Serbia, fertile ground for Kremlin proselytizing

BELGRADE: After 12 years, propaganda finally got the better of the marriage between Ukrainian Liubov Maric and her Serbian husband.

The 44-year-old economist acknowledges that their union was tumultuous, but after Russia invaded Ukraine in late February, the situation degenerated as her husband’s appetite for Russian proselytizing grew.

The man she fell in love with has become unrecognizable, she says. At one point, her husband, a Bosnian Serb, even banned his nine-year-old son from listening to Ukrainian folk music labeled “Nazi”.

“I was hoping for support, understanding, but he started accusing everyone except the Russians,” she continues. A few days ago, she packed her bags and left for Ukraine with her son. She doesn’t know if she will come back.

Away from Moscow, Kremlin propaganda found excellent retransmissions in Serbia, where hatred against NATO and the United States is latent, a legacy, among other things, of the bombing campaign carried out in 1999 to end Kosovo.

Many of the seven million Serbs are on Moscow’s side in the Ukrainian conflict.

In many European countries, authorities have cracked down on Russian media, but it is flourishing in Serbia, where Serbian media itself repeats the Kremlin’s messages over and over again.

“I believe the truth is somewhere in the middle, but nobody is talking about it,” says graphic designer Dario Acimovic, 27. “They (the West) cut the pipes of Russian media so they don’t hear the other side. The result is hysteria.”

“Divine Right”

Under Serbian President Aleksandar Vucic, the government’s control over Serbian media has increased considerably in recent years. The few independent voices are under intense pressure.

In the weeks leading up to the war, Informer, the main Serbian tabloid, lavishly praised Russian President Vladimir Putin. “Ukraine has attacked Russia,” the newspaper headlined two days before the invasion.

“The Serbian government’s propaganda media created a cult of personality around Putin that exceeds even what they created for Vucic,” Judge Dinko Gruhonjic, a professor of journalism at the University of Novi Sad.

“It almost enjoys a status of divine right.”

According to the latest opinion poll conducted by the independent NGO CRTA, two-thirds of people feel “closer” to Russia and three-quarters believe that Moscow was forced into war “because of NATO’s expansionist goals”.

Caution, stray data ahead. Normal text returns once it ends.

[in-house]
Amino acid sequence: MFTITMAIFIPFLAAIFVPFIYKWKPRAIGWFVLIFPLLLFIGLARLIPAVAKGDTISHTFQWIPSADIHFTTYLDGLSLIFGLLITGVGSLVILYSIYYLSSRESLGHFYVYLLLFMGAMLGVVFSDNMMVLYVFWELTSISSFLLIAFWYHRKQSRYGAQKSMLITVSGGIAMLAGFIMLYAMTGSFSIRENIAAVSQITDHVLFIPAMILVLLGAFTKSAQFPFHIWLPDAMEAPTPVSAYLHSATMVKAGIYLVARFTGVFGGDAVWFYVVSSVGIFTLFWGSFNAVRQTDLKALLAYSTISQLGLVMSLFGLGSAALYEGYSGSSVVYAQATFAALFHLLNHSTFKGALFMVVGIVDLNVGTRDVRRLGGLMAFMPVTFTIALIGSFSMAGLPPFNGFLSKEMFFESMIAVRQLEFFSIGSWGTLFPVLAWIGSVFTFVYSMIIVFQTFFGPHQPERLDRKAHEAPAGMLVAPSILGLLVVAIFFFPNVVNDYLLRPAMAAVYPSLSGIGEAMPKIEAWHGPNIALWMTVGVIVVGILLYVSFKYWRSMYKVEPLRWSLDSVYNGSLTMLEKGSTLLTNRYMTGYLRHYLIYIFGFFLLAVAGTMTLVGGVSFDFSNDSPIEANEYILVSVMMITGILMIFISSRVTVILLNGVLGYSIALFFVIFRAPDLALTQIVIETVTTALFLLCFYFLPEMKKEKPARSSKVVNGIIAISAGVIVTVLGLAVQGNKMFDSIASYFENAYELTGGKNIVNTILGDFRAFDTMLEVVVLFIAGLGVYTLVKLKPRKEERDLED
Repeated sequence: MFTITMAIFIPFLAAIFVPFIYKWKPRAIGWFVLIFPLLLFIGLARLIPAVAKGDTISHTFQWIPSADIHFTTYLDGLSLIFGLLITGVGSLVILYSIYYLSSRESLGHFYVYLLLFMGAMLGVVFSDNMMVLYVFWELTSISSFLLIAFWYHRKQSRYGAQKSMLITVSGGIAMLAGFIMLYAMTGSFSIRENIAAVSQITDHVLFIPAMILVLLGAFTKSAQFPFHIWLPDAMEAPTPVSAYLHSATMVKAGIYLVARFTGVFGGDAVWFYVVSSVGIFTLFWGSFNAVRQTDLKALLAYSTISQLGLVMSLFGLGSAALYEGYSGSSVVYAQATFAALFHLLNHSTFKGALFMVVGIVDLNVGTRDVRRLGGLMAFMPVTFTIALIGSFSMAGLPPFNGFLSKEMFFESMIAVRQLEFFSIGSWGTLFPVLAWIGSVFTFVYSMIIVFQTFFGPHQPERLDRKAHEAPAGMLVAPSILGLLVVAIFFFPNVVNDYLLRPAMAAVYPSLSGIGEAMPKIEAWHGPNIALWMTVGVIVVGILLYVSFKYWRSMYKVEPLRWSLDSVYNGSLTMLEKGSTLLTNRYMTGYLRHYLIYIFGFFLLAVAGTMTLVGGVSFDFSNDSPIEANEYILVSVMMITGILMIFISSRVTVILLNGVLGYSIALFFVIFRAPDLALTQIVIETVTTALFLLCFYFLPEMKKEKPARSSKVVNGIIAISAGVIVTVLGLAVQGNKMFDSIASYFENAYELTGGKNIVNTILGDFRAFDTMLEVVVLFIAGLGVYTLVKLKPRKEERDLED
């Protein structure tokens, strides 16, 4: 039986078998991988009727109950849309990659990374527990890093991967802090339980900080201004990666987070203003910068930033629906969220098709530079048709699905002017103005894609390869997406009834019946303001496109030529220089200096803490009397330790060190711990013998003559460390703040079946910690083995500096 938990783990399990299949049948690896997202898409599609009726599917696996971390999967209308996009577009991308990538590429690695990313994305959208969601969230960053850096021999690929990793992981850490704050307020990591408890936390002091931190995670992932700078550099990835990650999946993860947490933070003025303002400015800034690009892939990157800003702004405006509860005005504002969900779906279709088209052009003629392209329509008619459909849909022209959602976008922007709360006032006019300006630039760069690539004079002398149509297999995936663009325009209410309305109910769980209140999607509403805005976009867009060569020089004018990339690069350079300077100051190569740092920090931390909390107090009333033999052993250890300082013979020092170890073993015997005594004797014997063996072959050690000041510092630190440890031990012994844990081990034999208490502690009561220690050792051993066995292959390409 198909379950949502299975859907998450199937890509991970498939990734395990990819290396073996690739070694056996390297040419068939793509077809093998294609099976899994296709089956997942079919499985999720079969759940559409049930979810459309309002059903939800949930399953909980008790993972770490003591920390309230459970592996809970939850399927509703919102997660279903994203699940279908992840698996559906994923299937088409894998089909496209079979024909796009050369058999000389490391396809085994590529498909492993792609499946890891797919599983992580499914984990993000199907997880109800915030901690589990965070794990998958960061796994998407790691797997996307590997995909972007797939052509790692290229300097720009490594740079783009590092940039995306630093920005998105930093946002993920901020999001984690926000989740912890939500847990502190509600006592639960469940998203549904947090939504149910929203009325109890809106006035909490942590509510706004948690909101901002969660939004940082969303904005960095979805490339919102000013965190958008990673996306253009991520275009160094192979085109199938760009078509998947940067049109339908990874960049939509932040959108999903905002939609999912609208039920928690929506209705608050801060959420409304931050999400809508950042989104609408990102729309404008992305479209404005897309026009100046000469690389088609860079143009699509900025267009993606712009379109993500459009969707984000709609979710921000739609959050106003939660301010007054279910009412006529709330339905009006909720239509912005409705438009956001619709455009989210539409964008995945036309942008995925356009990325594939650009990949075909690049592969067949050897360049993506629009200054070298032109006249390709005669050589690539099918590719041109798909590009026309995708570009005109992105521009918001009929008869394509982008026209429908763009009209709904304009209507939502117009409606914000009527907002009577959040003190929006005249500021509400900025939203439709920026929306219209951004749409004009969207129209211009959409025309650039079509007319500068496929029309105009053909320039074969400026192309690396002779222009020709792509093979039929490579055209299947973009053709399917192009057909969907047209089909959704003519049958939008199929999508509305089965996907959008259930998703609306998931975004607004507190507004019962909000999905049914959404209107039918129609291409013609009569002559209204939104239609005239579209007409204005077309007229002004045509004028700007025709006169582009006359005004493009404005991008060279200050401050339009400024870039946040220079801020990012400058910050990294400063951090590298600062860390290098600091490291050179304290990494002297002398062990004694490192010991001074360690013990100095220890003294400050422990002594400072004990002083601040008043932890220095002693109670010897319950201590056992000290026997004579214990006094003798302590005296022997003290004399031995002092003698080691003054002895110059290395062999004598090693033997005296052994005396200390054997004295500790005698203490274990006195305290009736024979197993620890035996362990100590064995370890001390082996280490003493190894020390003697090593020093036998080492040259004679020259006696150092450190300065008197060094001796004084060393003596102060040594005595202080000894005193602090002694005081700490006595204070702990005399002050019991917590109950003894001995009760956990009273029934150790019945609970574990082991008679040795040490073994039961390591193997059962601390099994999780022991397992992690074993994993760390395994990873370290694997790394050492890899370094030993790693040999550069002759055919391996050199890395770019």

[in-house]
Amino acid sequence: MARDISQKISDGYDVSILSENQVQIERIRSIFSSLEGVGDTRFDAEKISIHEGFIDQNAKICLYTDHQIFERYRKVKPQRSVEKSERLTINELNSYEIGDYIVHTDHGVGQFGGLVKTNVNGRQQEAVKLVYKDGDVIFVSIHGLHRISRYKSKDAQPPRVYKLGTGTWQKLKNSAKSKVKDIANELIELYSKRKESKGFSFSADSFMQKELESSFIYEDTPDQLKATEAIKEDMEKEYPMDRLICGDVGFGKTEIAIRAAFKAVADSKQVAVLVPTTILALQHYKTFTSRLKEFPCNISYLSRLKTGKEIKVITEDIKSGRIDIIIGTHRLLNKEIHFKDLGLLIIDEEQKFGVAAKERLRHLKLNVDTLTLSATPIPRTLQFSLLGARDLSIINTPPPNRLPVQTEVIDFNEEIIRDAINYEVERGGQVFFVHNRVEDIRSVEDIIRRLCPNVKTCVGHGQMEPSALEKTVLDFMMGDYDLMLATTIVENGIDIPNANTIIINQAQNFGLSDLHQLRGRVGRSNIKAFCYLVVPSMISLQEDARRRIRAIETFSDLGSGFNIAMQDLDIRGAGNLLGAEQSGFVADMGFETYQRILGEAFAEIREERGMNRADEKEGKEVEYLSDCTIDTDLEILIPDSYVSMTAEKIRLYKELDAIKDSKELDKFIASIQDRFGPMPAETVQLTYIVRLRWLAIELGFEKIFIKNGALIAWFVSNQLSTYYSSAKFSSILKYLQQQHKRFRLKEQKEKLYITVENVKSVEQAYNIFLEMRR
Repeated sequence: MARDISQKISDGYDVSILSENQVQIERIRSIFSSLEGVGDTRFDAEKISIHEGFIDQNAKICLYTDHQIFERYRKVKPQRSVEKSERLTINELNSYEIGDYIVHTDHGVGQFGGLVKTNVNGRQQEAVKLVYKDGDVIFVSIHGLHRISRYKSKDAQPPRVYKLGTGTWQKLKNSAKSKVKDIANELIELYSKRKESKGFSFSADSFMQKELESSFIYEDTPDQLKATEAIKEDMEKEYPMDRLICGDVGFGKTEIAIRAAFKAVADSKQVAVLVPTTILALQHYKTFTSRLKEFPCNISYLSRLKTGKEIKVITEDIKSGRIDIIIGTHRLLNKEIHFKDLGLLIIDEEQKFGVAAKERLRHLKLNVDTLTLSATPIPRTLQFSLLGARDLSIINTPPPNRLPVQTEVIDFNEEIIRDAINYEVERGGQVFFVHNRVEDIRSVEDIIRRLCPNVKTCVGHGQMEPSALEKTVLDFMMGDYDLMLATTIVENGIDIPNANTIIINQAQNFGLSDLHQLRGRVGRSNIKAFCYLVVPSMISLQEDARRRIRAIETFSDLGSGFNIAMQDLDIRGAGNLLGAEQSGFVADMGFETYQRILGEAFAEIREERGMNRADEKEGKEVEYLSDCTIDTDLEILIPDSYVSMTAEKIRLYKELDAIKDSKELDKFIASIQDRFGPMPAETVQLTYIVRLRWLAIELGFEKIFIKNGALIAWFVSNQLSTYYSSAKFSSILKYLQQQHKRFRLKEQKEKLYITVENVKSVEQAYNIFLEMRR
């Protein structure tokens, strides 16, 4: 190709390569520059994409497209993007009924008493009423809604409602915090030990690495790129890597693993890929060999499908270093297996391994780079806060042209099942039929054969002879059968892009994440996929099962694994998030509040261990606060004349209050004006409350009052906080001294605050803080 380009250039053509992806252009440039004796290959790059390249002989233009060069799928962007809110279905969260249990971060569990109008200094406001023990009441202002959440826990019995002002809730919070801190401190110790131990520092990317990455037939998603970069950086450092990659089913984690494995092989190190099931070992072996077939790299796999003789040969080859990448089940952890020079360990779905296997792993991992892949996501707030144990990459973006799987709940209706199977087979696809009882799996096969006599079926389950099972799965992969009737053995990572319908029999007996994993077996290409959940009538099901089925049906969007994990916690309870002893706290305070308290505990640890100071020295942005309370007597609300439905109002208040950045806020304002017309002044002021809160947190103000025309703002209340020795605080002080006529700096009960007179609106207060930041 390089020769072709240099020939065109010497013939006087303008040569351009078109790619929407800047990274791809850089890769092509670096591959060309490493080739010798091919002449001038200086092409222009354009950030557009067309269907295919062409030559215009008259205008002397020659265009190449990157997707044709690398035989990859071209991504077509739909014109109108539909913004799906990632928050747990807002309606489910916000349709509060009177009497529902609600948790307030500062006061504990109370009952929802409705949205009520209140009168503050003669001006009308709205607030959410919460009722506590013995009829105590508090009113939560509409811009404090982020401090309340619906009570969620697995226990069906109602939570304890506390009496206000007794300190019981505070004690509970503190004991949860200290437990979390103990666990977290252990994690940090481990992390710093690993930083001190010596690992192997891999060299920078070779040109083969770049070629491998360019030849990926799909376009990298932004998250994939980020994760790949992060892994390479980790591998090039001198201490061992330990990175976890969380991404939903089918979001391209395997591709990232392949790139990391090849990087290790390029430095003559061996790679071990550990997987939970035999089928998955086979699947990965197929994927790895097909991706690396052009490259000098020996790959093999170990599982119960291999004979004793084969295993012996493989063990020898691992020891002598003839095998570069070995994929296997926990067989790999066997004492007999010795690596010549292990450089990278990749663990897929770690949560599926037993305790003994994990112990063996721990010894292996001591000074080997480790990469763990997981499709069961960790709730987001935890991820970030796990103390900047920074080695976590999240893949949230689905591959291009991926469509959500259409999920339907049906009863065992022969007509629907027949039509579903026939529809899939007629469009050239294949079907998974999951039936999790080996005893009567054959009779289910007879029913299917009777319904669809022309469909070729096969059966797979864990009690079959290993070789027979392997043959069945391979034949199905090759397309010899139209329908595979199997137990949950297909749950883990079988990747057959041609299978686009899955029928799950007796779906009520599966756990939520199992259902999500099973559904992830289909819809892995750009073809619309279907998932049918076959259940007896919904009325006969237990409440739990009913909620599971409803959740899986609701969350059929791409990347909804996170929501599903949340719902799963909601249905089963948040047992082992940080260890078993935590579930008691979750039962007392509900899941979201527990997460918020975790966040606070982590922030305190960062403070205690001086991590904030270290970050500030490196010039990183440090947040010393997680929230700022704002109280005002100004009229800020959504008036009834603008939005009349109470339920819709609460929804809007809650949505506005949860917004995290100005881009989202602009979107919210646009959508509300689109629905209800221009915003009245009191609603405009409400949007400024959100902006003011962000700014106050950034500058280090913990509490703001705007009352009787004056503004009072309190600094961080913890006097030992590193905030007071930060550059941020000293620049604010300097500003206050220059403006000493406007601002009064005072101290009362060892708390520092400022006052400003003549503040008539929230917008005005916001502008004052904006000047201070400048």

According to the same poll, 40% of the population would like Serbia to abandon its candidacy for the European Union and join forces with Russia.

“The pro-government media has taken a clearly pro-Russian position, is neutral towards the EU and negative towards Ukraine,” said researcher Vujo Ilic, one of the authors of the survey.

“Russia is the alternative presented to voters to prove that Serbia can survive without the EU.”

“Dont trust”

The two Orthodox and Slavic-majority countries are united by cultural and historical ties and many feel close to their Russian “older brother”.

In Belgrade, T-shirts with an image of Vladimir Putin are selling like hotcakes. The letter Z, which became the symbol of the Russian invasion, adorns the walls of the capital.

The wars that enshrined the bloody disintegration of the former Yugoslavia left their marks.

“I don’t trust the Western media,” Tihomir Vranjes, a 73-year-old retiree, told AFP. “I remember what they said about the Serbs during the war. They presented us as animals. And if it wasn’t true then, it’s not true today what they say about the Russians.”

Serbian media coverage of the war and the prevalence of Russian media angered the Ukrainian ambassador to Belgrade, who felt that “Serb citizens were not properly informed”.

But keeping up is not necessarily easy in the small Balkan country.

For Liubov Maric, who has access to first-hand information about events in Ukraine, it was sometimes difficult to navigate the deluge of misinformation in Serbia.

“Their advertising is so effective that after five minutes of reading it, I start to question myself.”

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